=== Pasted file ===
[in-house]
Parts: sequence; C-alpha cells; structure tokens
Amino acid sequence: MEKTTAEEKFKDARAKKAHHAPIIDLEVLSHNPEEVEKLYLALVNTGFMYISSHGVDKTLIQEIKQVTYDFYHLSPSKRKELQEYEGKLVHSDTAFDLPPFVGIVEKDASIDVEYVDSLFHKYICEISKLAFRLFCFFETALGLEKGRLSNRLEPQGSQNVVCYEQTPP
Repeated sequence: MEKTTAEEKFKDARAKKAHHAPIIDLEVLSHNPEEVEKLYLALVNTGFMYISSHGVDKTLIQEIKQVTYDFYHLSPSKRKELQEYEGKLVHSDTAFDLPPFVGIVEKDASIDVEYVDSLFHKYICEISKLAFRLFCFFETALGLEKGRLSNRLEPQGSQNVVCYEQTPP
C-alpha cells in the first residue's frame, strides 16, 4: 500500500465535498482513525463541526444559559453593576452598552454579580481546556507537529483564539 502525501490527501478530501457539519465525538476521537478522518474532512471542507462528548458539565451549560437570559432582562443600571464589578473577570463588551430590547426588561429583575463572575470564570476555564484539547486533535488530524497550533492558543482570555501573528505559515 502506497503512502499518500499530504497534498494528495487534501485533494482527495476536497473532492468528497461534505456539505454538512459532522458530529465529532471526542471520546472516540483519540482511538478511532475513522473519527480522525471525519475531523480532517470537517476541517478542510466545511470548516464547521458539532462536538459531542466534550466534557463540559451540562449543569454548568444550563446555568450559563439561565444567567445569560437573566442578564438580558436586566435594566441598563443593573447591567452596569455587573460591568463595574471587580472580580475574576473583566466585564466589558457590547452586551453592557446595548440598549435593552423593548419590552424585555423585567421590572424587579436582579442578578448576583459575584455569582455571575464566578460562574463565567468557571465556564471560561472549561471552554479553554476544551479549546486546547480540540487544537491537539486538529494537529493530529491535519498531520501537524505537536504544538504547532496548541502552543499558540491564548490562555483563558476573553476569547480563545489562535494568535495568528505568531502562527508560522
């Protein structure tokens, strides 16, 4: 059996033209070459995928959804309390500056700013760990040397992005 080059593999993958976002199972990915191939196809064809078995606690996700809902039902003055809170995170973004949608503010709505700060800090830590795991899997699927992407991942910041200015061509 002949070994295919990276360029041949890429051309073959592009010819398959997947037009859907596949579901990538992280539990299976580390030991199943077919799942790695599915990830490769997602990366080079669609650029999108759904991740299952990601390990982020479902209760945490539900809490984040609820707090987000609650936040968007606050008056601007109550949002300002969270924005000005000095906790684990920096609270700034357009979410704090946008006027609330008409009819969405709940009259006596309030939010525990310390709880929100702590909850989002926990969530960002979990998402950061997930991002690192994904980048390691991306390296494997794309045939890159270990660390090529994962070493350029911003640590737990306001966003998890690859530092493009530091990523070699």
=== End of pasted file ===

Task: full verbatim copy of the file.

[in-house]
Parts: sequence; C-alpha cells; structure tokens
Amino acid sequence: MEKTTAEEKFKDARAKKAHHAPIIDLEVLSHNPEEVEKLYLALVNTGFMYISSHGVDKTLIQEIKQVTYDFYHLSPSKRKELQEYEGKLVHSDTAFDLPPFVGIVEKDASIDVEYVDSLFHKYICEISKLAFRLFCFFETALGLEKGRLSNRLEPQGSQNVVCYEQTPP
Repeated sequence: MEKTTAEEKFKDARAKKAHHAPIIDLEVLSHNPEEVEKLYLALVNTGFMYISSHGVDKTLIQEIKQVTYDFYHLSPSKRKELQEYEGKLVHSDTAFDLPPFVGIVEKDASIDVEYVDSLFHKYICEISKLAFRLFCFFETALGLEKGRLSNRLEPQGSQNVVCYEQTPP
C-alpha cells in the first residue's frame, strides 16, 4: 500500500465535498482513525463541526444559559453593576452598552454579580481546556507537529483564539 502525501490527501478530501457539519465525538476521537478522518474532512471542507462528548458539565451549560437570559432582562443600571464589578473577570463588551430590547426588561429583575463572575470564570476555564484539547486533535488530524497550533492558543482570555501573528505559515 502506497503512502499518500499530504497534498494528495487534501485533494482527495476536497473532492468528497461534505456539505454538512459532522458530529465529532471526542471520546472516540483519540482511538478511532475513522473519527480522525471525519475531523480532517470537517476541517478542510466545511470548516464547521458539532462536538459531542466534550466534557463540559451540562449543569454548568444550563446555568450559563439561565444567567445569560437573566442578564438580558436586566435594566441598563443593573447591567452596569455587573460591568463595574471587580472580580475574576473583566466585564466589558457590547452586551453592557446595548440598549435593552423593548419590552424585555423585567421590572424587579436582579442578578448576583459575584455569582455571575464566578460562574463565567468557571465556564471560561472549561471552554479553554476544551479549546486546547480540540487544537491537539486538529494537529493530529491535519498531520501537524505537536504544538504547532496548541502552543499558540491564548490562555483563558476573553476569547480563545489562535494568535495568528505568531502562527508560522
């Protein structure tokens, strides 16, 4: 059996033209070459995928959804309390500056700013760990040397992005 080059593999993958976002199972990915191939196809064809078995606690996700809902039902003055809170995170973004949608503010709505700060800090830590795991899997699927992407991942910041200015061509 002949070994295919990276360029041949890429051309073959592009010819398959997947037009859907596949579901990538992280539990299976580390030991199943077919799942790695599915990830490769997602990366080079669609650029999108759904991740299952990601390990982020479902209760945490539900809490984040609820707090987000609650936040968007606050008056601007109550949002300002969270924005000005000095906790684990920096609270700034357009979410704090946008006027609330008409009819969405709940009259006596309030939010525990310390709880929100702590909850989002926990969530960002979990998402950061997930991002690192994904980048390691991306390296494997794309045939890159270990660390090529994962070493350029911003640590737990306001966003998890690859530092493009530091990523070699």